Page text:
Thomas Sasse: McLaren M6 GT
Thomas Sasse sends along these images of his McLaren M6 GT,
with its incredible blue paint. Great photography, too! --TJA
Thomas Sasse writes:
The M6 GT has always been one of my favorite cars. Although the 1:1
car was raced neither by the McLaren nor by any other major team like
Penske (rumours say that later one car was purchased by David Piper
who tried to race it) slot car companies like Dynamic modeled a Lexan
body of this car. Unluckily there was never a hardbody kit manufactured
but one day I friend told me that the 1:1 "Hartcastle & McCormick" TV
(kit) car is based on the M6 GT design. So I purchased some of the MPC
kits and started to build two cars - one in McLaren livery, the other
one became the "Penskemobile" as PdL christened it.
The bodies were redesign - most work went into the front fenders and
the (added) rear window. At Slotmania
I'd purchased a box full of piano
wire 3 rail inline chassis (unknown manufacturer,
which is another interesting story, see the article,
and due to the full interior cockpit
of the M6 GT, I decided to rebuild them in sidewinder configuration with
(of course) Mabuchi FT26 power.
Technical details are as follows: one mysterious piano wire inline chassis
was converted to sidewinder by soldering the Mabucchi's 26D can (as a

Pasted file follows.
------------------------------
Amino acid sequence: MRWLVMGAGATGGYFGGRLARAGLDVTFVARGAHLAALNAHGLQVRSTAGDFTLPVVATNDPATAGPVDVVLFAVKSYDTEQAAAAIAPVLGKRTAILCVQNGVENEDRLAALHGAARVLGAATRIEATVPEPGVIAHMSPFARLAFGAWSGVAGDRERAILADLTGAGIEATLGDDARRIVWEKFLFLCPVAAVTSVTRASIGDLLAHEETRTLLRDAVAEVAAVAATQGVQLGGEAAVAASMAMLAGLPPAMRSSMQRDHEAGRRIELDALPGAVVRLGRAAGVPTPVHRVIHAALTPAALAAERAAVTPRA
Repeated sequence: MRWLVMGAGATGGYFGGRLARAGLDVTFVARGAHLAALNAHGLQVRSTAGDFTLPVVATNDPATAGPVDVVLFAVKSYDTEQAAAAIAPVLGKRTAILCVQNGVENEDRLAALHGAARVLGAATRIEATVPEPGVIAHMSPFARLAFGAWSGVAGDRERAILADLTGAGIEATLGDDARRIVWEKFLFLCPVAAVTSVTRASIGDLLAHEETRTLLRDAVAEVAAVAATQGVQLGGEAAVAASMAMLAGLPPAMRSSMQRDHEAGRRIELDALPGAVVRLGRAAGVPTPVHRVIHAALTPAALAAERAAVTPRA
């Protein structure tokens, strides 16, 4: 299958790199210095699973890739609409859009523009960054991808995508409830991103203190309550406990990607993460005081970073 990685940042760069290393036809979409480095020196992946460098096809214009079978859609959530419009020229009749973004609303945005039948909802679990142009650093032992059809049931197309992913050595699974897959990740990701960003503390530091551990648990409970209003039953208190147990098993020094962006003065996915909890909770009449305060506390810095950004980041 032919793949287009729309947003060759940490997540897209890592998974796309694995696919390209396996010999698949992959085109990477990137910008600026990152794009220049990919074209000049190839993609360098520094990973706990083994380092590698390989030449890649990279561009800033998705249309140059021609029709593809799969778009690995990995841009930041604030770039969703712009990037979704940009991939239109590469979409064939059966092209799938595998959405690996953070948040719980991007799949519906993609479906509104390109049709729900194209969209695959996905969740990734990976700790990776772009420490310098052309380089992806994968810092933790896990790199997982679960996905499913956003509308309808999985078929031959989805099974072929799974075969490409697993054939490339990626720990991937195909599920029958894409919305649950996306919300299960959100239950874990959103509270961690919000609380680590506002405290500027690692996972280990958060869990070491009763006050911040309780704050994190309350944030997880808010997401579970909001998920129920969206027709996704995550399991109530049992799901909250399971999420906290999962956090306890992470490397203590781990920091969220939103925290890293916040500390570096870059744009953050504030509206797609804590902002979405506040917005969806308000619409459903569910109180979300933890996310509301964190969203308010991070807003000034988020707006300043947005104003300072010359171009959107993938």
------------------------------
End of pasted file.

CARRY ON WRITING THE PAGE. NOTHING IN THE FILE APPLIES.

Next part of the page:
stressed member) into the frame, the endbell had to be modified a little
bit to remain removable. As they did it in the late 60's the (turned down)
3 mm rear axle bearings are directly soldered to the motor case. Rims are
magnesium (with inserts), short reducer alu tubes (1/8" -> 1/16") are used
to hold the 22.5 mm od independant hard rubber front wheels on the 1/16"
piano wire axle. According to the rules rubber tires ("Wiesels") are used
at the rear. The Sigma 10:46 gears (0.5 modul ~ similar to .48 pitch) are
used to deliver the power to the 26.0 mm od rear wheels.
With the "works car" being sold at Slotmania,
the Penske car felt lonesome
in the showcase and I decided to race it. The 1997 Mettmann GP was the first
race the car was entered.
This was my "lucky punch" - despite my driving talent I was able to end on
1st in the (GT) race of the Oldtimer Grand Prix 1997. The car was perfectly
balanced without any lead (which is pretty impossible to place anywhere low
on the chassis due to the huge cockpit area) and IT won the race easily.
Additionally the car was honored to be the GT-class concours d'élègance
winner gaining the highly appreciated "double". And to make a very happy
racer flying in slot racer's heaven the blue car was elected "Best of show"
in overall concours - the "triple". I guess, such things happen only once
Unluckily, late in this evening, the car didn't make it into the winner's
circle because it was decided that piano wire chassis are illegal. Even 6
years later this is a point of on-going discussion regarding the (Mettmann)
rules. Well, pretty German ....
--Thomas Sasse, May 2003